- How long will your drive last?
This research seems to suggest that any hard drive you purchase has a chance of breaking at any time, with the chances increasing significantly after three years. That’s true, but overall 80-percent of hard drives last for at least four years. An informed estimation is that at least half of hard drives will survive for six years.
Remember that this is referring to time of constant use. If you’re fortunate enough to buy a hard drive that will last more than six years of use, you’ll likely have no problems with it before you’re ready to buy another computer.
The threat of a hard drive failing is constant, however. One in five won’t make it to year four. Unfortunately, there’s no user practices that can extend the life of your hard drive. It’s just blind luck whether yours lasts or doesn’t, assuming you aren’t being unnecessarily hard on it. That underscores the importance of backing-up your files. Given that your hard drive could fail at any time, using your hard drive as a storage option isn’t as reliable as you might think. Instead, be sure to explore other storage options before your hard drive crashes so you’re not left with nothing.
Geek Rescue offers a number of storage options and we also fix hard drives. We’ll recover lost data and get you back up and running in no time. Bring your broken devices in to on of your locations or call us at 918-369-4335 today.
September 4th, 2013
If you own a computer, or any device really, you’re likely to encounter problems from time to time. But, as Ben Kim of CIO points out, some of the more common problems have easy fixes that you can handle yourself.
Regardless of the problem and before you try anything else, restart your computer. There’s a reason this is cliched advice. For many issues, a restart will put everything right.
Your system will slow down when your hard drive gets too full. If you’ve noticed a sluggish performance, try clearing some space. Windows users will also want to use Microsoft’s System Configuration tool to trim down the number of applications that open automatically on start-up. To access it, press Windows-R, type “msconfig” and hit Enter.
If your downloads are taking longer than they should, test your connection speed. You can do this on a number of websites. Resetting your modem and router is also a good idea before contacting your Internet Service Provider.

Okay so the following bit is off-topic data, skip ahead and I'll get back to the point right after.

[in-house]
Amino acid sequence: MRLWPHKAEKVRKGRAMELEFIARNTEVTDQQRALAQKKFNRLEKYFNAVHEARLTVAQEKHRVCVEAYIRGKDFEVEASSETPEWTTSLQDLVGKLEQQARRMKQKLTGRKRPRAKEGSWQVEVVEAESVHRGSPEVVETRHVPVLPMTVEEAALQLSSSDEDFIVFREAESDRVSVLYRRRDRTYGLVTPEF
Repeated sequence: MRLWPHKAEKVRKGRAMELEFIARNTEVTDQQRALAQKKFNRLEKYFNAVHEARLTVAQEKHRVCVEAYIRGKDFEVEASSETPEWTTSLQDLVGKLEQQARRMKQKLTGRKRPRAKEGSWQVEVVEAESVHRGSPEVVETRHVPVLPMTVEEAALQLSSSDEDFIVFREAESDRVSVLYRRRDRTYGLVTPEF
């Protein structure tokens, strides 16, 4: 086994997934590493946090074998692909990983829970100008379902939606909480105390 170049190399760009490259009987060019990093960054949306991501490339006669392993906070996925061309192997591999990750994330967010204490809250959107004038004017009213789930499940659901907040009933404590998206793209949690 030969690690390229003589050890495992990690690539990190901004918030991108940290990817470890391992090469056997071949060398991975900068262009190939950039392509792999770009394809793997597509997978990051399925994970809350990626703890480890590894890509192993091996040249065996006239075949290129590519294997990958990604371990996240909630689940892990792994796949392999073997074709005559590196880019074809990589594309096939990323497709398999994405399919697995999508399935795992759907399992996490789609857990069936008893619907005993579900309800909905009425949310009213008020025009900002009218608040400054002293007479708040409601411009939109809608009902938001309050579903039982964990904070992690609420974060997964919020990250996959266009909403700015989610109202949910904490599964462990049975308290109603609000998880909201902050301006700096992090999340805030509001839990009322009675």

If you’re seeing a high number of pop-ups ads, you’ll want to make sure you have a pop-up blocker enabled in your browser. If they appear when you aren’t even surfing the internet, you’ve got adware. This usually stems from you installing a program that had adware hidden in it. To remove it, try running any security software you may have, or installing new adware-specific programs.
If you’re sitting in range of your wireless router, but you still get a weak signal or constant disconnects, there are a couple of fixes. First, try resetting the modem and router. Then, let Windows troubleshoot the problem for you by right-clicking on the Wi-Fi icon in the taskbar and selecting ‘Diagnose Problem” or “Troubleshoot Problems”.
We’ve all had our share of printer-related headaches. Check to make sure there’s enough ink, toner and paper and the notification light isn’t blinking. Turn the printer off, then back on. You can even completely unplug the power supply and wait a few seconds before plugging it back in. If you still can’t print, check to see if the “Use Printer Offline” option is enabled. Windows will switch this automatically in some circumstances so make sure to uncheck it.
If these fixes don’t work or you have a more serious issue, call Geek Rescue at 918-369-4335. Our team of techs fix any problem your device may have. Give us a call, or bring your device to one of our convenient locations.
August 30th, 2013
Windows 8 offers users a unique password option when users sign in. Rather than a text password, users are able to use an image from the Pictures folder to keep their PC secure. Although this is an interesting idea that personalizes a user’s device, it is proving to fail in the security department.
As Thomas Claburn reports for Information Week, a group of researchers created a method for breaking the Windows 8 picture passwords. Their model was successful in hacking a password 48-percent of the time during one test.
To set a picture password, users choose an image, then draw circles, lines or tap different places on the image. When they log-in, they just need to take the same actions in the same order. It’s similar to smartphones that lock with a pattern, rather than a pass code.